In November 2015, WWF Germany filed a formal complaint with FSC against the Austrian-based company Holzindustrie Schweighofer – the largest forest products company in Romania. The complaint followed a series of undercover investigations by the Environmental Investigation Agency and an article in Germany’s Spiegel magazine.
“Based on a review of 40 studies, we found that certified tropical forests are overall better for the environment than forests managed conventionally.”
But the conclusion is based far more on wishful thinking than on any scientific evidence. The opening line of the article was amended within a week of being posted to include the words “of variable quality”.
Yesterday, at the FSC General Assembly in Vancouver, FSC members voted in favour of a motion to scrap the ban on the certifying plantations that were established on forests cleared after 1994.
The Forest Stewardship Council standard for Sweden “allows forests to be converted into tree plantations, through the use of clear-cut logging, soil scarification (ridging) and chemical fertilisation”, writes Amanda Tas of Protect the Forest in a recent piece on the Plantation Definition Discussion website.
Two-thirds of the last old-growth forests in Europe are in Romania. Unfortunately, Romania’s forests are under threat from rampant illegal logging. And by failing to kick out companies involved in this illegal logging, the Forest Stewardship Council is complicit in this destruction.
Green Resources’ industrial tree plantations in Uganda continue to cause problems for local communities. Whenever journalists or academics document the problems, the company points out that its plantations are FSC-certified.
On December 8th, FSC Brazil announced that the certificate of the country’s largest certified forestry operation, Jari, had been suspended following raids on companies suspected of massive fraud and laundering of illegal timber. Such certificate suspensions or terminations usually provoke claims from FSC’s supporters and apologists that “this shows that the system is working” – because unworthy companies are losing their endorsement. More often, however, it merely raises questions as to how the company was ever certified in the first place, and how it maintained its certificate for often many years despite there being clear problems. Jari is certainly one of these cases. Inevitably, it also raises serious questions about the ability of the FSC to properly control the work of the certification companies – and whether wood-users were misled about the acceptability of the company’s certified products in the mean time. (more…)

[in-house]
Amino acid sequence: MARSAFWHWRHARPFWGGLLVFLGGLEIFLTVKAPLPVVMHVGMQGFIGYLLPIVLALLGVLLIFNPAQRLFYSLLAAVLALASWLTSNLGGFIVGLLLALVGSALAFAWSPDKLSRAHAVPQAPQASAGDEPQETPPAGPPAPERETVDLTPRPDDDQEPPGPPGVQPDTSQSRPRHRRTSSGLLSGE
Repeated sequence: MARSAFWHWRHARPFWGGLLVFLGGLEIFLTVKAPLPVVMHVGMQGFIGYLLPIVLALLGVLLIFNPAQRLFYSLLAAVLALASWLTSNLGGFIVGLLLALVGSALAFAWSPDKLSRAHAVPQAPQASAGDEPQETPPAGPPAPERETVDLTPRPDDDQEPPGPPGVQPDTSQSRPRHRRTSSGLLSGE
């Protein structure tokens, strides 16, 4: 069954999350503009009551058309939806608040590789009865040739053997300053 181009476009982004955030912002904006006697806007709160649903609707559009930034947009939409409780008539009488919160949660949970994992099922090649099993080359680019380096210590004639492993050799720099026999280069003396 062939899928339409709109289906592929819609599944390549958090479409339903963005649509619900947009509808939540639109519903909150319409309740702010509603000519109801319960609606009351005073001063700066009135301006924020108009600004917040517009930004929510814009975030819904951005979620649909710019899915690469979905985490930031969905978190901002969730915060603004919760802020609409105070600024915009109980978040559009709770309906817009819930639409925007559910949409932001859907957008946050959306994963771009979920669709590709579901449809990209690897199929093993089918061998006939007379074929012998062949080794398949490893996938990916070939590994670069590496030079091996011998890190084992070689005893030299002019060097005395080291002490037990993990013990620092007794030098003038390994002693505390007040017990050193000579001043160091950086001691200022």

One of Africa’s biggest, longest-standing and most controversial FSC certified logger, Congolaise Industrielle des Bois (CIB), has appeared regularly on FSC-Watch. Praised by the likes of Scott Poynton of TFT, CIB’s boosters have consistently ignored the growing evidence for what is now becoming grimly apparent; that the company’s timber production is fundamentally unsustainable, and will likely eventually lead to widespread destruction of some of the Congo Basin’s most valuable forests. The evidence grew stronger this month, with news that the World Bank has stepped in to provide funding to increase the company’s agricultural production. (more…)
On November 24th, according to a report in the Peruvian newspaper La Republica, police raided the docks in the Amazon port of Iquitos, confiscating the equivalent of 60 heavy truck-loads of timber. The wood, worth around $0.5m, was bound for Mexico and the US – and reportedly 80% of it was owned by the FSC certified company, Inversiones La Oroza SRL. (Posting amended 10/12/15)